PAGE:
Whenever a prominent Republican does something which offends the sensibilities of the politically correct gay Ã©lite, they rush to release a statement condemning said individual in particular and the Republican Party in geneeral. At times, they do with good reason as a number of Republicans over the years have said some pretty obnoxious things about gay people and proposed some pretty odious policies.
But, when a Republican shows a degree of tolerance for gay Americans, indicating perhaps that he (or she) believes we should welcome gays into the party’s ranks, he is met mostly by silence from the major gay organizations. Yeah, a few might say something ever once in a while, especially if the MSM picks up on it, but their words seem forced, perfunctory.Â And to be sure, some of the left-of-center gay blogs will pick up the story. Towleroad and Queerty have a pretty good record on things like this.
How many gay organizations, for example, praised Mary Cheney for giving more money to defeat Proposition 8 than did Matt Foreman, the immediate past executive director of the far left National Gay and Lesbian Task Force?
On the whole, any openness a prominent Republican shows to gay men and lesbians does not draw the attention as does intolerance. It simply doesn’t fit their narrative of narrow-minded Republicans.
And sometimes, Log Cabin, an ostensibly Republican organization, eager to join the chorus of criticism of a politically incorrect Republican, remains silent when a prominent Republican reaches out to gays.
In today’s Washington Blade, two former Log Cabin officials, Christopher Barron and Jimmy LaSalvia, provide yet another example of this phenomenon. After the new Republican National Committee Chairman Michael Steele indicated opposition to an amendment to the U.S. Constitution prohibiting same-sex marriage and his support for “legal protections for gay couples,” he was met by silence from leading gay organizations:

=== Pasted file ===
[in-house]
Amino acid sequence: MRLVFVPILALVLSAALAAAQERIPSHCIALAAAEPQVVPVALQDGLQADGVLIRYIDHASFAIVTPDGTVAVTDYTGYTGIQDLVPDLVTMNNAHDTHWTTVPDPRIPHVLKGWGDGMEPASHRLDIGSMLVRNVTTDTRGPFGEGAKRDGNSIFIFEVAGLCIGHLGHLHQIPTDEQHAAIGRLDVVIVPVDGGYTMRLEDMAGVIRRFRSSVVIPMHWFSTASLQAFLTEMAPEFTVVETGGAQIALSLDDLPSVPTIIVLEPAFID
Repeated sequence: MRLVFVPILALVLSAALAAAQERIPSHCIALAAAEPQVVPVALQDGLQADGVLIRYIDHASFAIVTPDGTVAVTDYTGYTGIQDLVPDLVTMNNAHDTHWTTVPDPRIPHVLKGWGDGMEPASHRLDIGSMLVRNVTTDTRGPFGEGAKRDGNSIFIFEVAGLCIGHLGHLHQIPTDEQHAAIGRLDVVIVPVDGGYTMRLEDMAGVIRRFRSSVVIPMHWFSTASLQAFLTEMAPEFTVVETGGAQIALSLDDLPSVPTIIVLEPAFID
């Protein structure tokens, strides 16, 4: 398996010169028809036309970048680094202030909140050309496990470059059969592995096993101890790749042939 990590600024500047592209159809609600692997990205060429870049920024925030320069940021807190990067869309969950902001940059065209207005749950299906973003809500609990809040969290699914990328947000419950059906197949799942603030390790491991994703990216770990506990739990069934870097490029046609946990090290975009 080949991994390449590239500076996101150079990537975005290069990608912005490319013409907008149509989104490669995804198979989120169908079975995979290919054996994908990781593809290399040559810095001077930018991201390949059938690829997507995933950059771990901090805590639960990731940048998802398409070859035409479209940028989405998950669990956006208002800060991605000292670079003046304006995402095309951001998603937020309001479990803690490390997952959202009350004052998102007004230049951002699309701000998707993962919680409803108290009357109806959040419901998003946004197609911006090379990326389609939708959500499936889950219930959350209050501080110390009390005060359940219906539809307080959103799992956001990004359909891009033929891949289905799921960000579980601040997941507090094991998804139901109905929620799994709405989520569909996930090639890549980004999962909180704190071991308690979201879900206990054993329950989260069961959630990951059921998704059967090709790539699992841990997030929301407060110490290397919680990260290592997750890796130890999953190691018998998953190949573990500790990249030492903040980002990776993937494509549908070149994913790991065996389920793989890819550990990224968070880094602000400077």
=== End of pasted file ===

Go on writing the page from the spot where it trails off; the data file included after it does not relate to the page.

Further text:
What did the leadership of the nation’s LGBT advocacy organizations have to say about this important breakthrough? Nothing. Not one word of praise from the Human Rights Campaign. Even Log Cabin, the supposed voice of gay Republicans, was silent.
Not surprisingly, all the leading LGBT groups were quick to slam Steele a few weeks ago when, on an obscure talk radio show, he said that the GOP was not likely to officially endorse passing civil unions legislation. Log Cabin fired off a news release attacking Steele and HRC’s Joe Solmonese penned an opinion piece in Politico forcefully condemning Steele. HRC’s attacks were sad but predictable; their leadership appears comfortable in the role of lap dog for the Democratic Party. The silence by Log Cabin’s current leadership, however, is a shameful betrayal of its mission and of its grassroots members.
As HRC has become a lap dog for the Democratic Party, has Log Cabin, with the departure of Patrick Sammon, become a lap dog for the other gay organizations?
It would be nice if these gay organizations could put aside their preference for partisan politics and take note of the real progress gay people are making — in both political parties. Were these groups not so beholden to their narrative of an intolerant GOP, they might see how quickly things are improving for people like us.